State Senator Malama Solomon (current Senate (District 1, Waimea, Hamakua, North Hilo, Rural South Hilo and Hilo), one of the chief proponents of the Public Lands Development Corporation, which was created by Act 55 in the State Legislature last year, has weighed in on controversy surrounding the PLDC.
At recent public hearings around the state, residents have expressed concern about provisions of Act 55 that say that any development by the Public Lands Development Corporation will be exempt from state and county mandates regarding development. Residents have expressed concern that the State will ignore Community Development Plans, Zoning Laws, and more. Solomon says that although Section 19 of Act 55 exempts the PLDC from laws relating to land use and zoning, those activities must be coordinated with the county planning departments and the county land use plans, policies and ordinances. It’s not clear how such coordination will take place, or the degree to which the PLDC will comply with local regulations. But Solomon says that’s all part of what must be worked out as the plan is developed.
One reason that the PLDC was created is what has happened to the lands around Honokohau Harbor and the Kona International Airport—state lands that could be used to bring in businesses and projects that would create jobs, but which the State Department of Land and Natural Resources and the State Department of Transportation have not developed.
The mission of the PLDC is to create and facilitate partnerships between state and county agencies, businesses, non-profits, and community groups to improve Hawai‘i’s communities, create jobs and expand public benefit through stewardship and responsible use of land resources.
Solomon explained why she voted for Act 55: “Insuring that the residents of Hawai’i directly benefit from the thousands of acres they own as public lands throughout the State – and putting in place 21st century partnership strategies to protect and appropriately steward these lands now and for future generations – these are the reasons I voted for the Public Land Development Corporation – Act 55, which was passed by the 2011 Legislature. ”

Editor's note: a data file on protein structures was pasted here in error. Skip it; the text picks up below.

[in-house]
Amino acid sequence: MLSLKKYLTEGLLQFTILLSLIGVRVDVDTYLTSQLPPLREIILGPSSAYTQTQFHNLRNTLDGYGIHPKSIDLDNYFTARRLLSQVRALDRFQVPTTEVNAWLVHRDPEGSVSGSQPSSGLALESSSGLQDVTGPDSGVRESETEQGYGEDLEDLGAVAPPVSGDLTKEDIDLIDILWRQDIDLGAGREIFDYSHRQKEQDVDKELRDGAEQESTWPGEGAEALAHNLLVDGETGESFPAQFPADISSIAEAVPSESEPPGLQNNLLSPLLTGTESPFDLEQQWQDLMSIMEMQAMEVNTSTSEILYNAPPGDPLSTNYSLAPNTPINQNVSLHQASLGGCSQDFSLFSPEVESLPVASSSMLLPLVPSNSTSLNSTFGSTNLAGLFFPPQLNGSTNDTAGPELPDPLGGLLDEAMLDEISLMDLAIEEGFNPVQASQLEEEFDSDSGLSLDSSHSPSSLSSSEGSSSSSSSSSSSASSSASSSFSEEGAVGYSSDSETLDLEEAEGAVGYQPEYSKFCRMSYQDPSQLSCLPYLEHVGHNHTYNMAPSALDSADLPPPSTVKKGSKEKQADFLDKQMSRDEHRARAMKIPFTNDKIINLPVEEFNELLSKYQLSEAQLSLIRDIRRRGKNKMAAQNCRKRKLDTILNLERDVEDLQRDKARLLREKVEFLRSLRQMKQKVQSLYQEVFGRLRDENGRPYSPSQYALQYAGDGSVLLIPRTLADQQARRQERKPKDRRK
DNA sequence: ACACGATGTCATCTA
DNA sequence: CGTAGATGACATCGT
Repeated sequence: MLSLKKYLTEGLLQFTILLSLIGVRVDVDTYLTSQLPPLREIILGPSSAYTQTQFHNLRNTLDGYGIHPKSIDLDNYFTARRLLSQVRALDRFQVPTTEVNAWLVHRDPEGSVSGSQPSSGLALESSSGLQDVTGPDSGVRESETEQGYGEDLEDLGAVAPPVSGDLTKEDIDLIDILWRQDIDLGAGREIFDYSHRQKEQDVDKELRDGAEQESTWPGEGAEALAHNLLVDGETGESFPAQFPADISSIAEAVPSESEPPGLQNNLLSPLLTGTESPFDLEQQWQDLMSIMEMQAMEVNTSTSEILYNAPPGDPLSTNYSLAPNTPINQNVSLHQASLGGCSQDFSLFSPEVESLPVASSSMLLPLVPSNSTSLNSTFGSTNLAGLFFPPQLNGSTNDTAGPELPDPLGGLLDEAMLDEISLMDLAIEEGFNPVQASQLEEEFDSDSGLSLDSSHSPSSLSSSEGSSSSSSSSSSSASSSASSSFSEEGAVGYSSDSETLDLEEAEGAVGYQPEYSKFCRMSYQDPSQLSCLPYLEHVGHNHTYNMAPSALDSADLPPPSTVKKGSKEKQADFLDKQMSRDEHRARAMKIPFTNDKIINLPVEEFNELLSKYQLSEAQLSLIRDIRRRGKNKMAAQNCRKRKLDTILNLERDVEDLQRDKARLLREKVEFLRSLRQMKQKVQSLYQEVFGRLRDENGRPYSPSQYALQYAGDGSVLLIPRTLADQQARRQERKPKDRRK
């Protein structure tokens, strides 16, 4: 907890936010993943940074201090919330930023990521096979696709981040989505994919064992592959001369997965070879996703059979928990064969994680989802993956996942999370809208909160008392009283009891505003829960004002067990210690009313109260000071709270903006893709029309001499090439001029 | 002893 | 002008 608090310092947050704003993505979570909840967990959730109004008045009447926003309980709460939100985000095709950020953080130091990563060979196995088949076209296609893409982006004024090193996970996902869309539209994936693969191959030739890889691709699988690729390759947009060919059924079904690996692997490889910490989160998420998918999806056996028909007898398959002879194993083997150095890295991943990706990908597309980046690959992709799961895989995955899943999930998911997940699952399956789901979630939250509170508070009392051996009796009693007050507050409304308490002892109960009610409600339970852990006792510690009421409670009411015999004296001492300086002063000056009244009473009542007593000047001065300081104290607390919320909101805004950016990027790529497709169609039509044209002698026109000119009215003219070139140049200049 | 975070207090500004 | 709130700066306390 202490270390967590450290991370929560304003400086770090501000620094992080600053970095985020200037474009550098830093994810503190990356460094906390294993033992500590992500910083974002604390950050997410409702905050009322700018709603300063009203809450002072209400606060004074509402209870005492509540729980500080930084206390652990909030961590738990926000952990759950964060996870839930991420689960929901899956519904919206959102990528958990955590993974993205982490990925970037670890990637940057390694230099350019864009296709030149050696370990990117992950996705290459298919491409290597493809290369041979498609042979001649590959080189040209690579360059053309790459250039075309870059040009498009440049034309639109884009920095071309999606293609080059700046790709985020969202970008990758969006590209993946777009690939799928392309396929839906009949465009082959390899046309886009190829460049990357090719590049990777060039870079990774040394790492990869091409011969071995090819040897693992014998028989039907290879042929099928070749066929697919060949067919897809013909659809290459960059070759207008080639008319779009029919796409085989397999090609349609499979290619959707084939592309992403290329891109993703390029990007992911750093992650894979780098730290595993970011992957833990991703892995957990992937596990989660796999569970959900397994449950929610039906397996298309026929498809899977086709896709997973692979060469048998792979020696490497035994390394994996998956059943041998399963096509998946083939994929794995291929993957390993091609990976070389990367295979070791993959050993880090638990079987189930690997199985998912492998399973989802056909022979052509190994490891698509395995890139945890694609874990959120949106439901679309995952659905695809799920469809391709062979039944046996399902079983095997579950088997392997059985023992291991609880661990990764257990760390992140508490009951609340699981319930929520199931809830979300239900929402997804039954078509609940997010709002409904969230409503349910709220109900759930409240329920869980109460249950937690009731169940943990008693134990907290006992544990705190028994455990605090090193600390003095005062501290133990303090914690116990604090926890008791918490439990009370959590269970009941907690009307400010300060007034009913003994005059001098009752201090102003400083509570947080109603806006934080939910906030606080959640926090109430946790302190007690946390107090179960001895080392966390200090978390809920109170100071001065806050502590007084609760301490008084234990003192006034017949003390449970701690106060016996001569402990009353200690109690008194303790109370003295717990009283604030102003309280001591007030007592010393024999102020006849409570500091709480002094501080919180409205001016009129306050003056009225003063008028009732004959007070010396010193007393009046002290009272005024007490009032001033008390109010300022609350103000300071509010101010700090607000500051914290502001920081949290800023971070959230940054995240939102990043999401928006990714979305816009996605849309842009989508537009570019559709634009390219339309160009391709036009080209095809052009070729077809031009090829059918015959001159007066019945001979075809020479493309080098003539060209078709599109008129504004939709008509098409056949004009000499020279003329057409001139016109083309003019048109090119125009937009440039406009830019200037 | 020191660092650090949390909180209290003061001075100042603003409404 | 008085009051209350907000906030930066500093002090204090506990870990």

“I am sorely disappointed that there is so much misinformation, but I also understand the concern. Our public lands are a ‘treasure’ that must be protected. Listening to the concerns raised, the Governor and the PLDC have agreed to work with the State Senate and House Committees on Water/Land and prepare a Strategic Plan that clarifies the vision, mission, goals and values of the PLDC, putting public benefits as the top priority,” said Sen. Solomon.
Solomon says the legislation was patterned after the Federal National Park Mission statement, which is to conserve the scenery, the natural and historic objects and to provide for the public’s enjoyment of these features in a manner that will leave them unimpaired for the enjoyment of future generations.
“Our committee and others in both the House and Senate spent a great deal of time in public hearings drafting this legislation to be sure environmental, cultural and sunshine laws and regulations were honored and that the end product really would put public interest first,” Sen. Solomon said.
“It is my hope and vision that PLDC creates a vehicle to replicate what I call “The Yosemite Model” — which incorporates the National Park Mission Statement, protecting the great beauty and environmental integrity of this national treasure, while providing recreational choices, employment and income generation to support essential health and safety services and caretaking.”
Solomon says all PLDC project must comply with EIS (HRS 343), Historic Preservation (HRS 6E), Hawai’i Sunshine Law (HRS 92), Prohibition on sale of ceded lands (HRS 171-64.7), and Wage Rate Schedule (HRS 104). There’s a laundry list of guidelines that delineates precautions imposed to insure that PLDC-initiated partnerships “improve our communities, create jobs, and expand public benefit.”
The agreement by the Governor and PLDC to prepare a PLDC Strategic Plan was announced in a letter Sen. Solomon wrote to Kalbert Young, Chair of the Public Land Development Corporation (PLDC), specifically in response to concerns expressed at statewide public hearings regarding the intention of the PLDC’s purpose and mission.
“Concerns raised related to Native Hawaiian land rights seriously got my attention,” said Sen. Solomon, who has been at the forefront of protection of Hawaiian lands and rights issues for nearly 30 years, beginning with serving as one of the first elected Trustees Office of Hawaiian Affairs.